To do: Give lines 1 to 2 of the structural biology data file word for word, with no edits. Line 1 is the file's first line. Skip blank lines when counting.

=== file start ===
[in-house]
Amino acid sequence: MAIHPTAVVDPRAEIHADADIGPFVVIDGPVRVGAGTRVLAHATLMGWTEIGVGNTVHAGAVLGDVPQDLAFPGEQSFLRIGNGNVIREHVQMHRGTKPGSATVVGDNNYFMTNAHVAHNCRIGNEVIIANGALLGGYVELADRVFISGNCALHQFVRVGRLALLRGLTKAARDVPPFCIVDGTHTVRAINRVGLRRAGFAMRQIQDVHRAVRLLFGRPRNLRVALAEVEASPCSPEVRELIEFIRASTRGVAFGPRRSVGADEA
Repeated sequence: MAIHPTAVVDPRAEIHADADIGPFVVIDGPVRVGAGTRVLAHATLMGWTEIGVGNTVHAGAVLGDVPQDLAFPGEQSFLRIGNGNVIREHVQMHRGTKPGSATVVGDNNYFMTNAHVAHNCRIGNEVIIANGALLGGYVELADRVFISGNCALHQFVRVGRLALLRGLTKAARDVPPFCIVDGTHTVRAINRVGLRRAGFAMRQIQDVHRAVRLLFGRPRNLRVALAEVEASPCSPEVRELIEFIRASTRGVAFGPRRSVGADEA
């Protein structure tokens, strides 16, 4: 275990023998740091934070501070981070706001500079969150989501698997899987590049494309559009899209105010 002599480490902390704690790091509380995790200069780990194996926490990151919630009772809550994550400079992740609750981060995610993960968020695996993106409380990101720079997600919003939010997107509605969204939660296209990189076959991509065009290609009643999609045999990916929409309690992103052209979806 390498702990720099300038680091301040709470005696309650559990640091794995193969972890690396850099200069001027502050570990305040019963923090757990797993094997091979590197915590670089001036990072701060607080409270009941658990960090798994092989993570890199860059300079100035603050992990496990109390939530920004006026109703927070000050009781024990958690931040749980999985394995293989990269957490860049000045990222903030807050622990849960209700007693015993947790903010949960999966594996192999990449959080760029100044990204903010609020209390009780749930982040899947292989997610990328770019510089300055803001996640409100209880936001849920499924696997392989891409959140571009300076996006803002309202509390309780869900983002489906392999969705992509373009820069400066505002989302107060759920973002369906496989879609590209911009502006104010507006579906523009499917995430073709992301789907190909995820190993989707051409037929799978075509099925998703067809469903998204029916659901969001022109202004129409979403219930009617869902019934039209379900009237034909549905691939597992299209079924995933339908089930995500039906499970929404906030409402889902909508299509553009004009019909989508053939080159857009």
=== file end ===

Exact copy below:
[in-house]
Amino acid sequence: MAIHPTAVVDPRAEIHADADIGPFVVIDGPVRVGAGTRVLAHATLMGWTEIGVGNTVHAGAVLGDVPQDLAFPGEQSFLRIGNGNVIREHVQMHRGTKPGSATVVGDNNYFMTNAHVAHNCRIGNEVIIANGALLGGYVELADRVFISGNCALHQFVRVGRLALLRGLTKAARDVPPFCIVDGTHTVRAINRVGLRRAGFAMRQIQDVHRAVRLLFGRPRNLRVALAEVEASPCSPEVRELIEFIRASTRGVAFGPRRSVGADEA